John Kekes on the Problem of Pluralism


the-problem-of-pluralism-copy“The problem of pluralism that liberals face is a problem for all political moralities that are committed to some short list of values as basic. Given that commitment, the question to be answered is why those particular values, whatever they may be, are regarded as basic. Either there is or there is not an answer to the question. If there is not, then the fundamental commitments of that political morality are arbitrary. If there is an answer, then it must appeal to some even more basic value or principle or decision procedure that justifies regarding the values as basic. This answer, however, would be inconsistent with pluralism because whatever it is that the required justification is based on, it would have to be regarded as having overriding value. Because pluralism is the denial of there being any overriding value, no political morality that is committed to a short list of basic values could be pluralistic.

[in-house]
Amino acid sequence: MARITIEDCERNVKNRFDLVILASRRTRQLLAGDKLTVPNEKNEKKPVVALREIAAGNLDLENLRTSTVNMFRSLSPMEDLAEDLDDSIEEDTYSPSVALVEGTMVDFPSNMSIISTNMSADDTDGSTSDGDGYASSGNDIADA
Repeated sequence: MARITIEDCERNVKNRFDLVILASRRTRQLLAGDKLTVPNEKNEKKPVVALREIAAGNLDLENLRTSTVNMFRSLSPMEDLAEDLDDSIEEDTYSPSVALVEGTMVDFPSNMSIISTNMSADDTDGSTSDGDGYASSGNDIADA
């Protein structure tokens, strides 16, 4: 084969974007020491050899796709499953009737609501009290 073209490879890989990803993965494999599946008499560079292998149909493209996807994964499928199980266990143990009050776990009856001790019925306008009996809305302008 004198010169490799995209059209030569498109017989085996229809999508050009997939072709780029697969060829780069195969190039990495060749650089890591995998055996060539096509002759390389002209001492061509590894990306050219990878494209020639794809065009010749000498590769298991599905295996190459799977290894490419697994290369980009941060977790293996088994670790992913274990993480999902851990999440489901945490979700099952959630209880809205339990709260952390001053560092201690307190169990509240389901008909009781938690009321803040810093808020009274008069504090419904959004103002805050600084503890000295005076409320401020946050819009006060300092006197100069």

Liberals cannot consistently appeal to more basic overriding values and simultaneously deny that any value is overriding, as their commitment to pluralism requires them to do. Given that liberals are committed to regarding some values as basic, their commitment is either arbitrary, because it lacks justification, or it is inconsistent with their commitment to pluralism.

One of the strengths of pluralism is that it avoids this problem. It is not committed to any values as basic, and so it does not need an overriding value to justify that commitment. Pluralists can and do recognize a very long list of values that are likely to be important; they recognize that they will conflict with one another and that these conflicts must be resolved. But pluralists think that reason will dictate different resolutions in different contexts. They will not commit themselves, as liberals do, to the indefensible a priori policy of always resolving these conflicts in favor of some particular basic values. That is why if liberals were to take their commitment to pluralism seriously, they would have to eschew their other commitments, and thus cease to be liberals.”

– John Kekes, Against Liberalism –


– Lucas G. Westman

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